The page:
APESB Media Release 21 May 2014

APESB At A Glance, APES 330 Insolvency Services ED, May 2014

Proposed Standard: apes 330 Insolvency Services


The Australian Restructuring Insolvency & Turnaround Association (ARITA) also has an extensive Code of Professional Practice.  That governs members of ARITA, but has also been accepted by some judges in hearings concerning misconduct as a guide to the professional standards expected of all insolvency practitioners.  Accordingly, the changes by the accounting bodies to APES 330 may not make much real difference to practice standards. But of course the accounting bodies must have their own rules in place.


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Is insolvency administration becoming a mere commodity?

 ASIC, Corporate Insolvency, Ethics, Insolvency practices, Regulation, Standards  Comments Off on Is insolvency administration becoming a mere commodity?
Apr 082014

Liquidators have been classified by our corporate regulator as “gatekeepers” in the financial services industry, to the extent that ASIC says it  is “looking to key gatekeepers, such as directors and insolvency practitioners, to ensure that they make appropriate decisions and uphold their obligations regarding insolvent entities”.  (1)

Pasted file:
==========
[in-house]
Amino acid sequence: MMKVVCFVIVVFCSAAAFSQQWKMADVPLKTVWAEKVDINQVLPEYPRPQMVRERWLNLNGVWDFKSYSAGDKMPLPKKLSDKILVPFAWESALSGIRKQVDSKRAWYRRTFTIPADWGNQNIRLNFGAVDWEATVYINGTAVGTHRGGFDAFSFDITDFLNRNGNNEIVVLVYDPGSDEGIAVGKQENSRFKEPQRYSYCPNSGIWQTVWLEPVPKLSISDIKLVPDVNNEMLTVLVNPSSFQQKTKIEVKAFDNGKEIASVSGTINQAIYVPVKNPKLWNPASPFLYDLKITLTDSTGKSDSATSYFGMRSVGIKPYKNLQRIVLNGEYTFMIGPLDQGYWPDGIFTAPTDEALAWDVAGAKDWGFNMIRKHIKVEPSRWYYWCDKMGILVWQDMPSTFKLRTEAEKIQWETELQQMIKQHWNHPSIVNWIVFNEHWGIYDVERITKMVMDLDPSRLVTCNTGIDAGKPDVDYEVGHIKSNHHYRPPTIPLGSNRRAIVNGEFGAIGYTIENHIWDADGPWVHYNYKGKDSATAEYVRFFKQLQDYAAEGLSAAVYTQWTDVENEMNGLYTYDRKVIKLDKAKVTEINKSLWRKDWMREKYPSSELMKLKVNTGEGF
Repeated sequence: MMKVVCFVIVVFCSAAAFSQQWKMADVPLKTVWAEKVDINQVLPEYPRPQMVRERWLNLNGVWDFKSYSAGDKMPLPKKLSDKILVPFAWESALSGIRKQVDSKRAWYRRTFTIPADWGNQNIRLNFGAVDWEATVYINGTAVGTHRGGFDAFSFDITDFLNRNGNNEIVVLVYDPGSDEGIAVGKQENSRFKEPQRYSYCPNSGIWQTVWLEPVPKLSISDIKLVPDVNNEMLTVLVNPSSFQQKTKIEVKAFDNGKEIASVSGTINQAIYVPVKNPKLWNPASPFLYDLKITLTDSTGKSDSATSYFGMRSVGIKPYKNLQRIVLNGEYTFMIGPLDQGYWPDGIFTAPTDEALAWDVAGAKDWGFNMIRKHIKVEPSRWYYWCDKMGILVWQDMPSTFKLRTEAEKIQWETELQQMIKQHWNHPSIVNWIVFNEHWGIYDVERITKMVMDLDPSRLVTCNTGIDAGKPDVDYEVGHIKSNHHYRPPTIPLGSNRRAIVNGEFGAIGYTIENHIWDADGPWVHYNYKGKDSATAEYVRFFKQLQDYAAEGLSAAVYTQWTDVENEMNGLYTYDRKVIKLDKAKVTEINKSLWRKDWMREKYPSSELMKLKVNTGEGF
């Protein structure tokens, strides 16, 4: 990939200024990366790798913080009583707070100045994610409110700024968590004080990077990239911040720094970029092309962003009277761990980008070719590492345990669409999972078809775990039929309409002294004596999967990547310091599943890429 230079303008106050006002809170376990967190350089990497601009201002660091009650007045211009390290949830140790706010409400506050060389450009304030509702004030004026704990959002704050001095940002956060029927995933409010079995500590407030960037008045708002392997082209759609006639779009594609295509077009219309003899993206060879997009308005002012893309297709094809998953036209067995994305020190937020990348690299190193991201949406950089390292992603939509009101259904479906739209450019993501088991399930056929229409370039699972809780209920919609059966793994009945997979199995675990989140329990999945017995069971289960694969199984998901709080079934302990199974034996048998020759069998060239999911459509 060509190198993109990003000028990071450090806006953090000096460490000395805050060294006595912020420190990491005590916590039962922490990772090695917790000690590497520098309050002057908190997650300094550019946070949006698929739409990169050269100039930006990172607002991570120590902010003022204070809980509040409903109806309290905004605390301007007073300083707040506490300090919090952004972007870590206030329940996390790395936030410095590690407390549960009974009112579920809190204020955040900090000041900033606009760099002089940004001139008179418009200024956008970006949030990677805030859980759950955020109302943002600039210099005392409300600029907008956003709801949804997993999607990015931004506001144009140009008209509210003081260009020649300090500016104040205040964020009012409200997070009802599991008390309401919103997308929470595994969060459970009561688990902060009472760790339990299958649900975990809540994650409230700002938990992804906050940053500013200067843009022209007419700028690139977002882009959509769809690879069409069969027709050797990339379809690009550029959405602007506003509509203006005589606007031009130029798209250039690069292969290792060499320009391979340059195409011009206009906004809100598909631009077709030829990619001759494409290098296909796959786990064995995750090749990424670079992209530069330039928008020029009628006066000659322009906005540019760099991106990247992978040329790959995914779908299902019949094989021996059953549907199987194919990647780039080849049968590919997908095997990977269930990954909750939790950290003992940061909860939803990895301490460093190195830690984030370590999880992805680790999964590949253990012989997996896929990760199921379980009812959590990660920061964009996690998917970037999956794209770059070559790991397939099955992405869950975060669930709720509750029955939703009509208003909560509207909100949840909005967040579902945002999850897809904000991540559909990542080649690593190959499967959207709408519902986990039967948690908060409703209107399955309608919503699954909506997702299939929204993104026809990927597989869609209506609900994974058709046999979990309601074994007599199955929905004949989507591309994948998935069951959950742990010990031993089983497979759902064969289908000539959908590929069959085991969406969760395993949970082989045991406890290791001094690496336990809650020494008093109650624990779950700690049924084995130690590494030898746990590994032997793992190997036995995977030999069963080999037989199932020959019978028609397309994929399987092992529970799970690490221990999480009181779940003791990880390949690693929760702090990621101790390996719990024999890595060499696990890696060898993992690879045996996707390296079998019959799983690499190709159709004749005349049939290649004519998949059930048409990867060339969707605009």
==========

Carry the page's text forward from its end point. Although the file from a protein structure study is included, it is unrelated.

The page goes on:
As admirable as this concept is – and it’s been decreed as a proper one in many court judgments – I wonder how it sits with the growing marketing and commodification of insolvency administration for a “fixed price” or a “guaranteed low cost”:

Commodification 2

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Commodification 1

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Commodification 9

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Commodification 10

Commodification 12

Commodification 13

NOTE (1) See for example,  ASIC Report 360, ASIC enforcement outcomes: January to June 2013  (July 2013).


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Oct 292013

The Australian Insolvency Practitioners Association (IPA) today released the third edition of its Code of Professional Practice, together with a new Explanatory Memorandum, a document showing all changes, and four templates for insolvency practitioners to use as guides when preparing such documents for creditors.

IPA announcement

From IPA website,

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Oct 162013